I keep reading advice to talk to a lawyer or have a lawyer do certain things for you to make sure everything is good (ie for forming your LLC, and other real estate transactions).
However, I have this notion that lawyers are prohibitively expensive for normal people. I have no experience with lawyers.
Can someone give me a brief rundown of how lawyers work? Do they charge by the hour? What are some typical prices?
Many lawyers will give you 30 min to an hour consultation for free because they want a new client. Of course if you come across as total newbie with no money or resources they may not think of you as a very good potential client. Take some time to learn a little before you meet and prepare with good questions. Have a reason for your visit not just to chat.
I remember the first attorney I worked with and he said "I am expensive" He said he was $250 an hour which I did not think was as bad as i expected. he spent an hour with me and my partner and did not charge us.
Today I get unless I had very specific need in an expensive area I would not expect to pay over $250 hr. I bet a lot of stuff I get done is closer to $100 hr. I get a lot of things done, like documents drafted, for $75 to $200 total, that I thought would cost me more.
Nolo Press has a lot of legal self help books and I recommend them highly. I do not recommend you do your own legal work but knowing more about the law will cut your legal costs. You will also get better service when you can talk to your attorney more intelligently.
We are spoiled. Our attorney & his para-legal are on call anytime & we have often dropped by his office unannounced to get a quick decision. Over the years he has saved us a lot of money & grief.
However, we have never been charged for anything other than a final proceeding per se. BUT we have done a lot of business with him & referred many, many clients.
I was amused when we were reviewing the final papers on my son's new build. My wife crossed out the legal fee & halved it, then told him to apply it to another deal we brought him.
Establishing a personal rapport with an excellent attorney is beyond valuable.
@Jeff L. I am in South Florida and my business associate @Chris Kennedy and I have been lately shopping For different attorneys who specialize in Probate Law since we have been dealing with the sale of a property where the seller needs some representation. Based on our research we found attorneys in Ranging from $350 -$500 I'm sure of course you will find more expensive than that range but that is kind of the average. In regards to an attorney who dies closings which is not a must in FL since you can use a title company the price range from $500 - $750 for the closing docs... Wish u the best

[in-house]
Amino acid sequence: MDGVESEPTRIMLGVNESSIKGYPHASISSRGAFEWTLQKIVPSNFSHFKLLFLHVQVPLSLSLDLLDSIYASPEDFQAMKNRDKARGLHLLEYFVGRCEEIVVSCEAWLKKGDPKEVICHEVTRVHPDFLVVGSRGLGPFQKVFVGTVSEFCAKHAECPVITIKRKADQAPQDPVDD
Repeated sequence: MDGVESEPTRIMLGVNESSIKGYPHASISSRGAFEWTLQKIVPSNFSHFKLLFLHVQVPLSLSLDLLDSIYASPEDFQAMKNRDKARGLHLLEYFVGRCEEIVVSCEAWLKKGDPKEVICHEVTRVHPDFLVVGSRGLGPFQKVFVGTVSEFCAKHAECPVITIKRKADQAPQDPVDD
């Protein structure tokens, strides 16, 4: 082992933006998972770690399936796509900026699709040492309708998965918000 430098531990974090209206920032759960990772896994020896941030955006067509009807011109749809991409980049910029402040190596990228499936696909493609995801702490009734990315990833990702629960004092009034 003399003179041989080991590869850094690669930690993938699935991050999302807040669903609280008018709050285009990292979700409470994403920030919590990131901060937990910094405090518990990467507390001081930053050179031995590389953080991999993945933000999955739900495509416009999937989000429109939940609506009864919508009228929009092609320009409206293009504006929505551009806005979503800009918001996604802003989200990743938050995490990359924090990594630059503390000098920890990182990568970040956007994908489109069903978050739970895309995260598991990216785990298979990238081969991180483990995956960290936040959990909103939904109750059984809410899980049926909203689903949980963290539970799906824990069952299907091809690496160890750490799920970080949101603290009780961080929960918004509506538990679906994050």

As our business model has been largely built around relationships with attorneys for decades, we probably have more experience than most any others on BP.
Unfortunately, there is no simple answer that fits all cases. Many routine legal services are charged on a flat base fee basis (eg. Evictions).
In CA, Probate of decedents estate cases are charged statutory fees based on value of gross assets.
In So Cal, litigation attorneys charges start at around $400/hour on up. I pay one $600/hr.
If want good answers, you'll need to ask better questions. The OP's question is fine however unless specific as to a particular legal situation, it's only conversation.
So, already you can see a wide spread in fee structures. @John Chapman might chime in.
I suppose I'm the few Rick mentioned. I think what the OP is after is how to get advice and what it might cost in real estate and "light" business matters. When I was a young landlord I was in the Army and lived across the street from an attorney, a judge. Neighbors with kids playing together, we had a personal relationship, so that doesn't count for most I know. He assisted me, a few minutes at a time, pointing me in the right direction. Later I went into insurance and later estate planning, so naturally I took others to him at his office. We worked together, I gave seminars and his participation along with that of a local stock broker made a pretty good team for estate planning.
That story tells you that if you are in a position of meeting and knowing an attorney on a personal basis, they may not represent you, but may well point you in the right direction and you may get very good advice without any charge at all.
Free is good and it can be had. You certainly don't want to try to make or appear to make friends for assistance, very bad approach, be professional.
Understand that trust is a two way street too! When your attorney sees that you are trying to do the right thing, that you don't pose some matter where you could become a "liability" or PITA, that professional relation can develop.